Times are now very different, for better or for worse. There are a host of additional activities and assessments to enhance learning, keep students engaged, and motivate them to work: tutorials, weekly problem sets, class blogs, randomly timed in class quizzes, mid-semester tests, on-line reading quizzes, clickers, ...
In some courses students even get marks for just showing up at lectures and/or tutorials.
I give one example, that is not unusual. At one Ivy League university in the freshman chemistry course, attendance is monitored by requiring students to register responses to questions with their clickers. Students game the system by taking turns going to class with a large collection of their friends clickers and registering responses on their friends behalf. Graduate student TAs are then asked to police this practise, something which they are not exactly enthused about.
I have very mixed feelings about all this. Here are arguments for and against.
These activities do enhance learning.
If we don't require students to jump through all these hoops
- too many students will fail and I will be blamed for poor teaching
- students will complain because they expect them, especially if they are paying.
- I will get poor student evaluations and not get promoted or get tenure.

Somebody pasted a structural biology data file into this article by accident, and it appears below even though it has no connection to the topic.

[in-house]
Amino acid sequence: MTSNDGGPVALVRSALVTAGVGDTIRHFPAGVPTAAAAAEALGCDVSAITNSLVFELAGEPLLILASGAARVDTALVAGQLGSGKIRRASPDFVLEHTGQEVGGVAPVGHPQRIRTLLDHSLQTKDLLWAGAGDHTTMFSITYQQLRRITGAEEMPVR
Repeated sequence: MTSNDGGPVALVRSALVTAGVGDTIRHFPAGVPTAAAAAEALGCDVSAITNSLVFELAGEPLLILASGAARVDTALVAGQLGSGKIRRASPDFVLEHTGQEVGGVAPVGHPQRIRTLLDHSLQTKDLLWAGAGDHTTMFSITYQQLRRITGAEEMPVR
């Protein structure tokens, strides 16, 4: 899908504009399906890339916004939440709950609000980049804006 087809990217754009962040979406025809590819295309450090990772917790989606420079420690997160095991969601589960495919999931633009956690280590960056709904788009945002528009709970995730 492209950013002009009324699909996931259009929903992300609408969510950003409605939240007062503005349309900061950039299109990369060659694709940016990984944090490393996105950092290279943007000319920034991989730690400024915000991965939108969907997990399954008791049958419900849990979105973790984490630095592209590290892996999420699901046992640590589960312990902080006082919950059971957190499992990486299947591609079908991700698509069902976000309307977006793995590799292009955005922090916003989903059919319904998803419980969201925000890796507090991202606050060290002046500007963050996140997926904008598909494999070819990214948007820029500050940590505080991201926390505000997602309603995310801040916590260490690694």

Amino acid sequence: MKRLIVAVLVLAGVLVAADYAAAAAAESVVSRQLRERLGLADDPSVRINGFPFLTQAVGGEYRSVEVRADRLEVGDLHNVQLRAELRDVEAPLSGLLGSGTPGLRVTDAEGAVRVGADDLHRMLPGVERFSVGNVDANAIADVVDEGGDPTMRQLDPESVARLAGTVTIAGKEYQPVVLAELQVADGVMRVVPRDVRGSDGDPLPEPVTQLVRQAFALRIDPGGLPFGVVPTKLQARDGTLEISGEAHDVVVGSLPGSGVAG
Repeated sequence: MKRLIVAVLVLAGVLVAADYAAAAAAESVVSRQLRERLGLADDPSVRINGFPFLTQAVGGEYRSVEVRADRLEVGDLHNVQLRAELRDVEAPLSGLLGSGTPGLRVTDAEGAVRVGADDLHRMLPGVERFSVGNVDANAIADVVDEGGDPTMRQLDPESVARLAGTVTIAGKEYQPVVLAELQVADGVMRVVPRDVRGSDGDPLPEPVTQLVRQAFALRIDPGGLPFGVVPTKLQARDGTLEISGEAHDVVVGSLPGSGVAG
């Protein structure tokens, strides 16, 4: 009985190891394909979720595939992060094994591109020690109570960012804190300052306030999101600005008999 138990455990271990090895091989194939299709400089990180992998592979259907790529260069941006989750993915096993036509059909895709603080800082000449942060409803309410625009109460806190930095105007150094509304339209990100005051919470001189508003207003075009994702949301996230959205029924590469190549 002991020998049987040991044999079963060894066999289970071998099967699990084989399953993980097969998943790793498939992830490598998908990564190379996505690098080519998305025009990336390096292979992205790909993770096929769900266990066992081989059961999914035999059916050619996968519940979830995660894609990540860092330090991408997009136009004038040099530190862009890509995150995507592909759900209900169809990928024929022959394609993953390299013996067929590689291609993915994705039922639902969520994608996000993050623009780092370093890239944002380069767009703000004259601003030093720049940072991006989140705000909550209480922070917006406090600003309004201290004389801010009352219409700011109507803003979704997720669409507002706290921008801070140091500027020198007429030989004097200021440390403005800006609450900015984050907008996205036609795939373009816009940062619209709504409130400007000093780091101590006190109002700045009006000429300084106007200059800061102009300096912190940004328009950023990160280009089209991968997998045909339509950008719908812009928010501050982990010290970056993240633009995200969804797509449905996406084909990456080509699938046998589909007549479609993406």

The administrative workload of "teaching" a course becomes onerous and overwhelming.
Assigning assessment credit to many of these activities is dubious because many are a poor measure of student learning and understanding, particularly those that are amenable to group work.
Students should to be treated like adults and take responsibility for their actions. They are not in high school anymore. They may have been micromanaged in the past by their parents and (private) school teachers, but they need to grow up.
An important part of higher education is developing self-discipline and learning how to learn. Spoon feeding and hand holding does not help this.
Just like indulgent parents, if we pander to the immaturity of students we are doing them a great disservice by not giving them the opportunity to (or forcing them to) grow up.
The best employers are looking for motivated and disciplined self starters who can solve problems for themselves, take responsibility, and don't need to be micromanaged. University education and grades should provide an appropriate filter and signalling.
I welcome comments.
What do you think?
Should we babysit undergraduate students?